|Birthday Cake. Copyright Andrea Paterson. Amaranth Road Studio. 2013.|
If he is young, then I am old. If he is one then I should be wise beyond measure, but the wisdom promised with age is a unicorn thing. Perhaps extinct, perhaps a creature that only existed in wildest imagination. The glimmering horn of knowledge protruding from the third eye is the stuff of myth, something out of reach.
I am beginning to think that we have it all backwards. That we are born with stores of wisdom locked up inside pre-verbal minds. Our knowledge is all feeling. Just raw emotion that pours fourth and a perceptiveness that we will never recover once we are ruined by too much talking, too much television, too much stimulus from every side.
We each began our lives in the stillness of water, in the darkness of Mother, in the forever rocking world that was all warmth and being held forever. Being born into the light it seems we carry with us a bit of that first silence and an ability to feel everything without the barrier of carefully constructed defenses. I have never seen such pure joy as on the face of my small son, nor have I seen such unmasked sorrow. He flies between emotional extremes, and yet takes it in stride. He is capable of feeling the depths of despair and the most soaring happiness in the space of minutes. He lives for the moment because moments are all he has.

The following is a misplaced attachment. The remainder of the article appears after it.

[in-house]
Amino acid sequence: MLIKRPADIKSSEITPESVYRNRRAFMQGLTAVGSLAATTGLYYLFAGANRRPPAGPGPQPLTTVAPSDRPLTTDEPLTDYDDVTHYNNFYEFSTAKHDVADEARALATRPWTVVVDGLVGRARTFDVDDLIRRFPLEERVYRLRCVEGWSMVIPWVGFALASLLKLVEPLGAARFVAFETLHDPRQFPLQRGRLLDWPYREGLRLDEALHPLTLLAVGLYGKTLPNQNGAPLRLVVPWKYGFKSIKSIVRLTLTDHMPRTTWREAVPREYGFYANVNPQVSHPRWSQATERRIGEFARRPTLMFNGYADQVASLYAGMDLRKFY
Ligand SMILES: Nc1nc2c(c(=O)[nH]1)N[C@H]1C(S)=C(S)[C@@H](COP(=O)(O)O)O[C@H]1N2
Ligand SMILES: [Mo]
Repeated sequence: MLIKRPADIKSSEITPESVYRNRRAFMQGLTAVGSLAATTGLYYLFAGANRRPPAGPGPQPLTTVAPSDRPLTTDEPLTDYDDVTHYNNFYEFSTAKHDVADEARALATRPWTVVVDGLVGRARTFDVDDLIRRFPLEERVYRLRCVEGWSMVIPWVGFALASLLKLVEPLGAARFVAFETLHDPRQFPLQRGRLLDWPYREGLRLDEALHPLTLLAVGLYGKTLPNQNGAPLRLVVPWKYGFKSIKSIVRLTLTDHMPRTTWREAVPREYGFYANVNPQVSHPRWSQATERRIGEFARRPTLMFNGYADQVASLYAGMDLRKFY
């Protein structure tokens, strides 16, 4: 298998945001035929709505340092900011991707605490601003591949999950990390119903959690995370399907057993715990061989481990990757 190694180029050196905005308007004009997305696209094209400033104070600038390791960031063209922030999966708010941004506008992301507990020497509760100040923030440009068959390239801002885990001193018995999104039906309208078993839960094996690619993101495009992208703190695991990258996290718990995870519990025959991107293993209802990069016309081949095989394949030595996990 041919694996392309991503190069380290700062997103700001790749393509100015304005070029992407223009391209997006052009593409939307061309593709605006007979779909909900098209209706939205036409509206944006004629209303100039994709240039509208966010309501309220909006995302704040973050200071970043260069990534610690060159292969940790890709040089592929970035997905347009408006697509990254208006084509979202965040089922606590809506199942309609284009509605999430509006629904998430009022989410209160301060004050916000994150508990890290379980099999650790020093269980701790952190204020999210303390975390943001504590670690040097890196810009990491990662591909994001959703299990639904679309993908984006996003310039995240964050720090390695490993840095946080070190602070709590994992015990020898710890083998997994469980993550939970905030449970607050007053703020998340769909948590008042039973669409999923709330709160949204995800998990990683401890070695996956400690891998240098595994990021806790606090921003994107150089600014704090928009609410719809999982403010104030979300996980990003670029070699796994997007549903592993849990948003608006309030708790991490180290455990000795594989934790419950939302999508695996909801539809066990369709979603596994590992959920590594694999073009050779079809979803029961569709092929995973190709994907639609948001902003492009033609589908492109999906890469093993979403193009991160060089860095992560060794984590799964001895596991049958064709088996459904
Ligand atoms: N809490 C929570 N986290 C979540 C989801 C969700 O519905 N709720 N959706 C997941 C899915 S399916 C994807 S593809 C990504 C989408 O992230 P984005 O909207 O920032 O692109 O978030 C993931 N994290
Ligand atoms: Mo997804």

There is a story that says that the gap in a baby's skull connects them to the spirit world, to the place from which they came. As it slowly closes during their first year they become more deeply rooted in the physical world and their grasp on the other plane becomes more tenuous. I find it interesting that children begin to speak right around the time their skulls fuse. It's as if they were speaking in a different way, to invisible beings, in another world for awhile, and only when they are completely rooted here do they begin to take up our own modes of communication.
My one year old has yet to utter his first word and when I run my hand over his head I can still feel a slight depression, a softness that still pulses quietly. Perhaps he still belongs partly to another place and so I think he is wise and that I have forgotten more than I will ever know. I don't know what it is to trust the world implicitly as he does. I have forgotten how to wake up each morning smiling and expecting all good things. I repress my tears and repress my exuberance and repress my voice, but he lives with absolute freedom.
To my son, at the end of your first year, I hope that you will carry forth just a tiny portion of your confident nature, that you will allow yourself to feel deeply even when the world says that you should shut yourself down. I hope that you will remember that its okay to cry because our tears can heal us. I hope that you will hold on to your capacity for joy and your deep curiosity. How quickly we forget what it is like to be a child. You won't remember these early years but I will remember them for you and carry forward your spirit of exploration, intensity, and excitement.